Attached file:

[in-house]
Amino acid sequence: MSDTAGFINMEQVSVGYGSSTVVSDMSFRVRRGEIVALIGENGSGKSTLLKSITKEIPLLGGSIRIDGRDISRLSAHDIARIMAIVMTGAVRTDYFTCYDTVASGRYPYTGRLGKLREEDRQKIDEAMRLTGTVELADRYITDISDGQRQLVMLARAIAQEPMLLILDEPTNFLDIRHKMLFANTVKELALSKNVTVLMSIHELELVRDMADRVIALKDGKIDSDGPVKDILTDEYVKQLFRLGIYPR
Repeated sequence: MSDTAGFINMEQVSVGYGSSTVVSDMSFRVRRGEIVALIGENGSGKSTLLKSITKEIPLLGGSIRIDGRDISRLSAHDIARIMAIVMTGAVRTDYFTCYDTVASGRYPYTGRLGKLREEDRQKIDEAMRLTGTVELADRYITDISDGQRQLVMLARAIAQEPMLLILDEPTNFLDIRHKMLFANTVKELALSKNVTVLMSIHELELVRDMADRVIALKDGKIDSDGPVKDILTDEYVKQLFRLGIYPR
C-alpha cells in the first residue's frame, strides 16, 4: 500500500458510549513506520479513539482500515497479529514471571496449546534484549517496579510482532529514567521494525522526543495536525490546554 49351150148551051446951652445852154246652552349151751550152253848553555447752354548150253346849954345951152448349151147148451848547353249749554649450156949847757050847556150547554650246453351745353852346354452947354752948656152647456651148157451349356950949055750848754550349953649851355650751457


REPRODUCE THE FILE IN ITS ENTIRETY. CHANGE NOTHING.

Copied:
[in-house]
Amino acid sequence: MSDTAGFINMEQVSVGYGSSTVVSDMSFRVRRGEIVALIGENGSGKSTLLKSITKEIPLLGGSIRIDGRDISRLSAHDIARIMAIVMTGAVRTDYFTCYDTVASGRYPYTGRLGKLREEDRQKIDEAMRLTGTVELADRYITDISDGQRQLVMLARAIAQEPMLLILDEPTNFLDIRHKMLFANTVKELALSKNVTVLMSIHELELVRDMADRVIALKDGKIDSDGPVKDILTDEYVKQLFRLGIYPR
Repeated sequence: MSDTAGFINMEQVSVGYGSSTVVSDMSFRVRRGEIVALIGENGSGKSTLLKSITKEIPLLGGSIRIDGRDISRLSAHDIARIMAIVMTGAVRTDYFTCYDTVASGRYPYTGRLGKLREEDRQKIDEAMRLTGTVELADRYITDISDGQRQLVMLARAIAQEPMLLILDEPTNFLDIRHKMLFANTVKELALSKNVTVLMSIHELELVRDMADRVIALKDGKIDSDGPVKDILTDEYVKQLFRLGIYPR
C-alpha cells in the first residue's frame, strides 16, 4: 500500500458510549513506520479513539482500515497479529514471571496449546534484549517496579510482532529514567521494525522526543495536525490546554 49351150148551051446951652445852154246652552349151751550152253848553555447752354548150253346849954345951152448349151147148451848547353249749554649450156949847757050847556150547554650246453351745353852346354452947354752948656152647456651148157451349356950949055750848754550349953649851355650751457